MIKE: Yeah, every time you go out there and try to crowdsource money you just have NO idea what’s going to happen. With GRIFF we expected a slow crawl and ended up funded on the first day so when we launched PAPERBACKS we just had no idea what to expect. PAPERBACKS also had the extra uncertainty of it being a collection of previously released material. It’s hard to know how people are going to react to that and we weren’t sure if our fans would be willing to double dip and come back for stories they were already familiar with. Turns out, people were into it and we couldn’t be happier about that fact. In terms of whether we thought we would hit the target, we never expect anything. We’re so lucky to be in this position where we are able to bring these stories to life and we’re so thankful we have an audience of people who enjoy what we’re doing so we make sure to constantly remind ourselves not to take any of that for granted. We are just going to keep making the best quality content we can and we hope people continue to support us along the way. Fingers crossed!

And now that you are seasoned veterans of the crowdfunding idea, do you have any advice for indie comic creators looking to crowdfund their own project? Best choice of platform? Things to watch out for?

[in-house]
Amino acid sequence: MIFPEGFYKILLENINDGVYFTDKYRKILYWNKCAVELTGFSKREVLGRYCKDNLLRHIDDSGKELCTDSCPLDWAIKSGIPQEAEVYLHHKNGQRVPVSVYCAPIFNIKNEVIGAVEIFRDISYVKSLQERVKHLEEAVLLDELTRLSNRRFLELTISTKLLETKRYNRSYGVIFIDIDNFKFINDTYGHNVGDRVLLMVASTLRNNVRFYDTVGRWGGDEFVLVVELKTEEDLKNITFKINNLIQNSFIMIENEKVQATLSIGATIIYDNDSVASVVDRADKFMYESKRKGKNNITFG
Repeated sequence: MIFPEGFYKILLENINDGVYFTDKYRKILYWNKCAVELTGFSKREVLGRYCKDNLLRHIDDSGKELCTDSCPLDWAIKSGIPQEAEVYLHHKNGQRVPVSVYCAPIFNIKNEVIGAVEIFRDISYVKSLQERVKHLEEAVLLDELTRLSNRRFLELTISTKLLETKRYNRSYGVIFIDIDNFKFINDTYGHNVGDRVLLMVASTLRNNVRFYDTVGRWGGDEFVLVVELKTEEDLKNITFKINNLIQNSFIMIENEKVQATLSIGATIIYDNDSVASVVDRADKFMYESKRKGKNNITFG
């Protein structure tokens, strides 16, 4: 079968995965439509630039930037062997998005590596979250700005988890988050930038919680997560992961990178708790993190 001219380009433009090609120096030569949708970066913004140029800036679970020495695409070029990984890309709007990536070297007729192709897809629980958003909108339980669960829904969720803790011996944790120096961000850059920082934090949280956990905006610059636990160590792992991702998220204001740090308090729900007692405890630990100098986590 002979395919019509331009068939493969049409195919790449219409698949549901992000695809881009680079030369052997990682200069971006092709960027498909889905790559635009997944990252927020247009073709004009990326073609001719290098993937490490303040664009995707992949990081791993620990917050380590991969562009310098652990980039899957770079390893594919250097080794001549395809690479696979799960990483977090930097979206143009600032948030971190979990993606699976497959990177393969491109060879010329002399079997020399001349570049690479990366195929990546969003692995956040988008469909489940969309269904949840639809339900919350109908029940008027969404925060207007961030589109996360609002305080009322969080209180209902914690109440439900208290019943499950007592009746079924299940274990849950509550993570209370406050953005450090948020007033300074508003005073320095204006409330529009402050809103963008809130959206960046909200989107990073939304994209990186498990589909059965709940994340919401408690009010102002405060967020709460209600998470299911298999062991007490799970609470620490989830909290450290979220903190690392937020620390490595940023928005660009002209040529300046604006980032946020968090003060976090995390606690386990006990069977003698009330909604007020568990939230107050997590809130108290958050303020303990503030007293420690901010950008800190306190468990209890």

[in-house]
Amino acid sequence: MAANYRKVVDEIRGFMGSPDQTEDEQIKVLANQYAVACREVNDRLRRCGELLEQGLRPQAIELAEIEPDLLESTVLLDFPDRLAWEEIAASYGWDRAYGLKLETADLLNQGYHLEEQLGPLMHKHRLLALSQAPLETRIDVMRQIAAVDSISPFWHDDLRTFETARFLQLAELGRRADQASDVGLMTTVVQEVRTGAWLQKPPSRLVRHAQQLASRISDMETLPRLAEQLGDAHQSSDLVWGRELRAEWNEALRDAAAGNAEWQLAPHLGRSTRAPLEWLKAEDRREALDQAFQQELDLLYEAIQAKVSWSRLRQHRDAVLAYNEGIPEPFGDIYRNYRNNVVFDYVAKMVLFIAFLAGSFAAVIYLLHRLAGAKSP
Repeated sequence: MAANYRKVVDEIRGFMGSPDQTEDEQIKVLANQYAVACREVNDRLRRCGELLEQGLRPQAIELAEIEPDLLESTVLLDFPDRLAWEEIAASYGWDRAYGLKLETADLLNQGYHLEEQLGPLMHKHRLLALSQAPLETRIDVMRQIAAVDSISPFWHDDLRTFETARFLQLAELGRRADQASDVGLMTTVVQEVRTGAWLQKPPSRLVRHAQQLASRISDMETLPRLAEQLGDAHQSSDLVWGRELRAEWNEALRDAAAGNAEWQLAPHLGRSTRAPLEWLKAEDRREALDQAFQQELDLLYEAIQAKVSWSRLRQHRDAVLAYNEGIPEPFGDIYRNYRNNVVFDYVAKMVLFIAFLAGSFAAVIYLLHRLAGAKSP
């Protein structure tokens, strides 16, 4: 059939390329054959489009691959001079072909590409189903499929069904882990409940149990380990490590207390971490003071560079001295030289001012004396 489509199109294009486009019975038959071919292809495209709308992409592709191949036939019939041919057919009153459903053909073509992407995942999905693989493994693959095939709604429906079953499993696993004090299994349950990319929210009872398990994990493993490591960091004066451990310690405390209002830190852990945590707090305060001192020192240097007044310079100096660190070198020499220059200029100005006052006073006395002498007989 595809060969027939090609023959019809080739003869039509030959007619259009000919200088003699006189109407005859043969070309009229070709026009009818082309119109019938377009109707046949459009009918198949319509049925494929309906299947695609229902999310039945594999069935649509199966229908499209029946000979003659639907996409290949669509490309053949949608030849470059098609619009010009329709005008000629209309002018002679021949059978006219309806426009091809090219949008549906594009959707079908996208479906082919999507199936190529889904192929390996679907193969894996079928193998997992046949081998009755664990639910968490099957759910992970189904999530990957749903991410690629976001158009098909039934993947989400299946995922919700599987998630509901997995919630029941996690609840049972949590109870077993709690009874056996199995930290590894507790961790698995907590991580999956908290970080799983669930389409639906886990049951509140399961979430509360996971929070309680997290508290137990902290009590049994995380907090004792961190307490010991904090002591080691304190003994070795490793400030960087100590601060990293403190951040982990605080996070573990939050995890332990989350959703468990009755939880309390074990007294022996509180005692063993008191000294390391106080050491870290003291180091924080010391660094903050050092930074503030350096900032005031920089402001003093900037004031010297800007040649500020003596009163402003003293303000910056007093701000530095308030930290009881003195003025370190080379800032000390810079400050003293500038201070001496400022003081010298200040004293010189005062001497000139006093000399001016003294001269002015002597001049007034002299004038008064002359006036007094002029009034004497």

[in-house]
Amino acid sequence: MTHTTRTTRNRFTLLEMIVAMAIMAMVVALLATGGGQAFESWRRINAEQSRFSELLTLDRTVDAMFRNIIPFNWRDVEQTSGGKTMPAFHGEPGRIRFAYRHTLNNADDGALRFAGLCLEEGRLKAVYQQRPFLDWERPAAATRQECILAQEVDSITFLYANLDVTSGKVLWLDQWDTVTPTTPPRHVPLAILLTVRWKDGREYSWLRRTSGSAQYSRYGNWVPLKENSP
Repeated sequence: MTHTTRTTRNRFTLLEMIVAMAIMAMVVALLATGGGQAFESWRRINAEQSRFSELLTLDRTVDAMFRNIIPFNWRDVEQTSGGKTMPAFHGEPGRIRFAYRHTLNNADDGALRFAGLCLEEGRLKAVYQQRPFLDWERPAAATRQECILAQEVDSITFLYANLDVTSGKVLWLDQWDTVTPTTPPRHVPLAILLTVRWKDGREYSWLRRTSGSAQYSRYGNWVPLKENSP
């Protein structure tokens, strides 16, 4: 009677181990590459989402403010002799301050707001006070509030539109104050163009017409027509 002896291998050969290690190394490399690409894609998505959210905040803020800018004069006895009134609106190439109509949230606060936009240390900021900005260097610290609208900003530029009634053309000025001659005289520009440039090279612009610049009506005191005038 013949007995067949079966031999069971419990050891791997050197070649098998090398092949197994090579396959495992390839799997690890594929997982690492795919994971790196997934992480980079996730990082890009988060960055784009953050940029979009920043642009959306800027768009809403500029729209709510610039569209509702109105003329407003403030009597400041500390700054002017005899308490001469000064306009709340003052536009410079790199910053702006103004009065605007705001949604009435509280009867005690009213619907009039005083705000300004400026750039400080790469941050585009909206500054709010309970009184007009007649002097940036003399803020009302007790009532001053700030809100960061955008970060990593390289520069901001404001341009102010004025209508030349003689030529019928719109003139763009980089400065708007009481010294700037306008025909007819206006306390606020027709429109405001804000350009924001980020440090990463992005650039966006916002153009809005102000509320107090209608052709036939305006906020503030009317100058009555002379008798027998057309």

ROB: When it comes to choice, my opinion is limited to Kickstarter, they've been incredible though for helping us get our comic out to potential readers. There's so many help guides to using Kickstarter, and to be fair, we largely ignored them and did our own thing. Images with info on are great for social media, as it gives maximum impact and knowledge dumps for minimal work on the platform.

MIKE: Yeah, we’ve only experienced Kickstarter when it comes to crowdfunding, but our experience with it has been nothing but positive. Other than the advice that Rob has already said, I think the other big thing is, only promise what you know you can deliver. If you are looking to crowdfund a 500 page book, make sure you know you can. There’s nothing more frustrating than campaigns that overpromise on content or timescales and then wildly fall short of their claims. I feel like this lack of planning and foresight can make things harder for everyone. It makes it harder for people pledging to have faith and trust in the campaigns they are supporting and it makes it harder for people running the campaigns to stand out from the noise.

What’s next for Madius (please say Griff Gristle! - Susan)

ROB: Susan, it is indeed, Griff Gristle. Rory is currently colouring up all the finished inked pages, everything has already been lettered, so it'll be a case of switching out layers and unleashing it on the world. We’re also toying with the idea of a black and white version of Griff, once we complete the whole story.

MIKE: GET READY TO SET SAIL, GRIFF IS NEARLY HERE! *excited noises*